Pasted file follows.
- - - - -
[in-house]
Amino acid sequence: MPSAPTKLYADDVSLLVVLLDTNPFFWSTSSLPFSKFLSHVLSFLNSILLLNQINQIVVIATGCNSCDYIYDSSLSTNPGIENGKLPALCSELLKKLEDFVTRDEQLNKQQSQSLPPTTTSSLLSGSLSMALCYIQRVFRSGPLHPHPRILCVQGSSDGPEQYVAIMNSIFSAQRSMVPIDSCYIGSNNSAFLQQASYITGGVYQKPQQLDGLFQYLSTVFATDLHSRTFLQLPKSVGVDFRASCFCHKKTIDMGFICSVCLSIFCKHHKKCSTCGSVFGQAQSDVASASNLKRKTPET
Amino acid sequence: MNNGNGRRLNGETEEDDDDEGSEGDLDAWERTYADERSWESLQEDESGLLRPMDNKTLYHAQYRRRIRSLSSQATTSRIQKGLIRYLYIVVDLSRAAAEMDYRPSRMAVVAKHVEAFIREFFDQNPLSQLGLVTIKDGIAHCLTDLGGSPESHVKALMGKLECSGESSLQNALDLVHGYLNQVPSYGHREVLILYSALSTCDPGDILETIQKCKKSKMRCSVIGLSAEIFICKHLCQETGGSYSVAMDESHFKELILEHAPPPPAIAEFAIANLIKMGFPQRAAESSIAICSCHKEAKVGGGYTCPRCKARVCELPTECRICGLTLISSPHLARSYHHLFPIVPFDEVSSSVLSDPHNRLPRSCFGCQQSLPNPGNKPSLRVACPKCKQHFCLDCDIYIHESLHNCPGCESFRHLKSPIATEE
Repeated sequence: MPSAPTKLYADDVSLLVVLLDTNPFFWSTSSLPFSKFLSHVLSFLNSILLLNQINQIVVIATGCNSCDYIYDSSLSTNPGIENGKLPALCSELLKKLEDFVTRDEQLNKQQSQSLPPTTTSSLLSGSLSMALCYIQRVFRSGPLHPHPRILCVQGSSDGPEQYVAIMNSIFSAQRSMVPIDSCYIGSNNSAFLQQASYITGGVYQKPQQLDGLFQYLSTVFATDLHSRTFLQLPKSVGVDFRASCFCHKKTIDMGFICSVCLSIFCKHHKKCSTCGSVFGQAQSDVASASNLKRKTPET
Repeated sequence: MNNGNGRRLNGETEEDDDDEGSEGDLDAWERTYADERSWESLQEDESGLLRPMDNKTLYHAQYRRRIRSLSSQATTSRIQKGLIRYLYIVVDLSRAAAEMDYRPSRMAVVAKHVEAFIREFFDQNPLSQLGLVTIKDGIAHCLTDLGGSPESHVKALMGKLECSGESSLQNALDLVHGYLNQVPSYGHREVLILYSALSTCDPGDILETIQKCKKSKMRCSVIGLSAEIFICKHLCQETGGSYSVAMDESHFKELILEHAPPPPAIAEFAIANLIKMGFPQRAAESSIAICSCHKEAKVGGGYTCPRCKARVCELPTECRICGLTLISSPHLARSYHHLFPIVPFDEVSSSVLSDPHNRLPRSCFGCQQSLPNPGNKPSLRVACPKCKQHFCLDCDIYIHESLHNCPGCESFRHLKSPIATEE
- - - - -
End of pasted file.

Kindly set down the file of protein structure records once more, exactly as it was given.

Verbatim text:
[in-house]
Amino acid sequence: MPSAPTKLYADDVSLLVVLLDTNPFFWSTSSLPFSKFLSHVLSFLNSILLLNQINQIVVIATGCNSCDYIYDSSLSTNPGIENGKLPALCSELLKKLEDFVTRDEQLNKQQSQSLPPTTTSSLLSGSLSMALCYIQRVFRSGPLHPHPRILCVQGSSDGPEQYVAIMNSIFSAQRSMVPIDSCYIGSNNSAFLQQASYITGGVYQKPQQLDGLFQYLSTVFATDLHSRTFLQLPKSVGVDFRASCFCHKKTIDMGFICSVCLSIFCKHHKKCSTCGSVFGQAQSDVASASNLKRKTPET
Amino acid sequence: MNNGNGRRLNGETEEDDDDEGSEGDLDAWERTYADERSWESLQEDESGLLRPMDNKTLYHAQYRRRIRSLSSQATTSRIQKGLIRYLYIVVDLSRAAAEMDYRPSRMAVVAKHVEAFIREFFDQNPLSQLGLVTIKDGIAHCLTDLGGSPESHVKALMGKLECSGESSLQNALDLVHGYLNQVPSYGHREVLILYSALSTCDPGDILETIQKCKKSKMRCSVIGLSAEIFICKHLCQETGGSYSVAMDESHFKELILEHAPPPPAIAEFAIANLIKMGFPQRAAESSIAICSCHKEAKVGGGYTCPRCKARVCELPTECRICGLTLISSPHLARSYHHLFPIVPFDEVSSSVLSDPHNRLPRSCFGCQQSLPNPGNKPSLRVACPKCKQHFCLDCDIYIHESLHNCPGCESFRHLKSPIATEE
Repeated sequence: MPSAPTKLYADDVSLLVVLLDTNPFFWSTSSLPFSKFLSHVLSFLNSILLLNQINQIVVIATGCNSCDYIYDSSLSTNPGIENGKLPALCSELLKKLEDFVTRDEQLNKQQSQSLPPTTTSSLLSGSLSMALCYIQRVFRSGPLHPHPRILCVQGSSDGPEQYVAIMNSIFSAQRSMVPIDSCYIGSNNSAFLQQASYITGGVYQKPQQLDGLFQYLSTVFATDLHSRTFLQLPKSVGVDFRASCFCHKKTIDMGFICSVCLSIFCKHHKKCSTCGSVFGQAQSDVASASNLKRKTPET
Repeated sequence: MNNGNGRRLNGETEEDDDDEGSEGDLDAWERTYADERSWESLQEDESGLLRPMDNKTLYHAQYRRRIRSLSSQATTSRIQKGLIRYLYIVVDLSRAAAEMDYRPSRMAVVAKHVEAFIREFFDQNPLSQLGLVTIKDGIAHCLTDLGGSPESHVKALMGKLECSGESSLQNALDLVHGYLNQVPSYGHREVLILYSALSTCDPGDILETIQKCKKSKMRCSVIGLSAEIFICKHLCQETGGSYSVAMDESHFKELILEHAPPPPAIAEFAIANLIKMGFPQRAAESSIAICSCHKEAKVGGGYTCPRCKARVCELPTECRICGLTLISSPHLARSYHHLFPIVPFDEVSSSVLSDPHNRLPRSCFGCQQSLPNPGNKPSLRVACPKCKQHFCLDCDIYIHESLHNCPGCESFRHLKSPIATEE